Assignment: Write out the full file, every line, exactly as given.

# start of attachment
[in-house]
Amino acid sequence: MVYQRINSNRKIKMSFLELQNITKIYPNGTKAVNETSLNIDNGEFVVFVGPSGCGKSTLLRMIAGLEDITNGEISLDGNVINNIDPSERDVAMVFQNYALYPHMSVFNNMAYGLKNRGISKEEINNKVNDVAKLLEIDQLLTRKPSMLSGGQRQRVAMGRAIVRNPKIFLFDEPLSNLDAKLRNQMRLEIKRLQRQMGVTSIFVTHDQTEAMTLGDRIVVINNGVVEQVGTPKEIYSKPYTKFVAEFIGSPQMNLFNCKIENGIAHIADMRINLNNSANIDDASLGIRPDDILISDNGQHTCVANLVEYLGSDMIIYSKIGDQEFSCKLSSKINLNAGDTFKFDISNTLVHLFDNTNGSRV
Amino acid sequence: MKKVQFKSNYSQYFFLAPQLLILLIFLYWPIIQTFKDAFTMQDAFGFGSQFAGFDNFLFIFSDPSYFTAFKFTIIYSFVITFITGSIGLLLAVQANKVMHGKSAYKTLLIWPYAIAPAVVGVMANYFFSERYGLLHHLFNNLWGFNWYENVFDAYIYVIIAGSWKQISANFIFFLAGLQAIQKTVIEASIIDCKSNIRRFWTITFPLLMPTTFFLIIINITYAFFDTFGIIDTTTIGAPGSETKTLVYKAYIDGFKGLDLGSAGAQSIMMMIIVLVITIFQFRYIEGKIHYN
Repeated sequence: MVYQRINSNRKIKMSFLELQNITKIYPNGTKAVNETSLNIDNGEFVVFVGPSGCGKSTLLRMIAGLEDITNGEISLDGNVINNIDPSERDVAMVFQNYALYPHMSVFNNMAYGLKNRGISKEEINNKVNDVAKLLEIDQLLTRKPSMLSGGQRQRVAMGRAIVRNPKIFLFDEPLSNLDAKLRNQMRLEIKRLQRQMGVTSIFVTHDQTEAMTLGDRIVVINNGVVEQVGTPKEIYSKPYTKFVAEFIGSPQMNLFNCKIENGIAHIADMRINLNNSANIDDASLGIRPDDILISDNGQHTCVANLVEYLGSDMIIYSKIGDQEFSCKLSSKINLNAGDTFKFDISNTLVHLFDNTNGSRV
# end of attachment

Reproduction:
[in-house]
Amino acid sequence: MVYQRINSNRKIKMSFLELQNITKIYPNGTKAVNETSLNIDNGEFVVFVGPSGCGKSTLLRMIAGLEDITNGEISLDGNVINNIDPSERDVAMVFQNYALYPHMSVFNNMAYGLKNRGISKEEINNKVNDVAKLLEIDQLLTRKPSMLSGGQRQRVAMGRAIVRNPKIFLFDEPLSNLDAKLRNQMRLEIKRLQRQMGVTSIFVTHDQTEAMTLGDRIVVINNGVVEQVGTPKEIYSKPYTKFVAEFIGSPQMNLFNCKIENGIAHIADMRINLNNSANIDDASLGIRPDDILISDNGQHTCVANLVEYLGSDMIIYSKIGDQEFSCKLSSKINLNAGDTFKFDISNTLVHLFDNTNGSRV
Amino acid sequence: MKKVQFKSNYSQYFFLAPQLLILLIFLYWPIIQTFKDAFTMQDAFGFGSQFAGFDNFLFIFSDPSYFTAFKFTIIYSFVITFITGSIGLLLAVQANKVMHGKSAYKTLLIWPYAIAPAVVGVMANYFFSERYGLLHHLFNNLWGFNWYENVFDAYIYVIIAGSWKQISANFIFFLAGLQAIQKTVIEASIIDCKSNIRRFWTITFPLLMPTTFFLIIINITYAFFDTFGIIDTTTIGAPGSETKTLVYKAYIDGFKGLDLGSAGAQSIMMMIIVLVITIFQFRYIEGKIHYN
Repeated sequence: MVYQRINSNRKIKMSFLELQNITKIYPNGTKAVNETSLNIDNGEFVVFVGPSGCGKSTLLRMIAGLEDITNGEISLDGNVINNIDPSERDVAMVFQNYALYPHMSVFNNMAYGLKNRGISKEEINNKVNDVAKLLEIDQLLTRKPSMLSGGQRQRVAMGRAIVRNPKIFLFDEPLSNLDAKLRNQMRLEIKRLQRQMGVTSIFVTHDQTEAMTLGDRIVVINNGVVEQVGTPKEIYSKPYTKFVAEFIGSPQMNLFNCKIENGIAHIADMRINLNNSANIDDASLGIRPDDILISDNGQHTCVANLVEYLGSDMIIYSKIGDQEFSCKLSSKINLNAGDTFKFDISNTLVHLFDNTNGSRV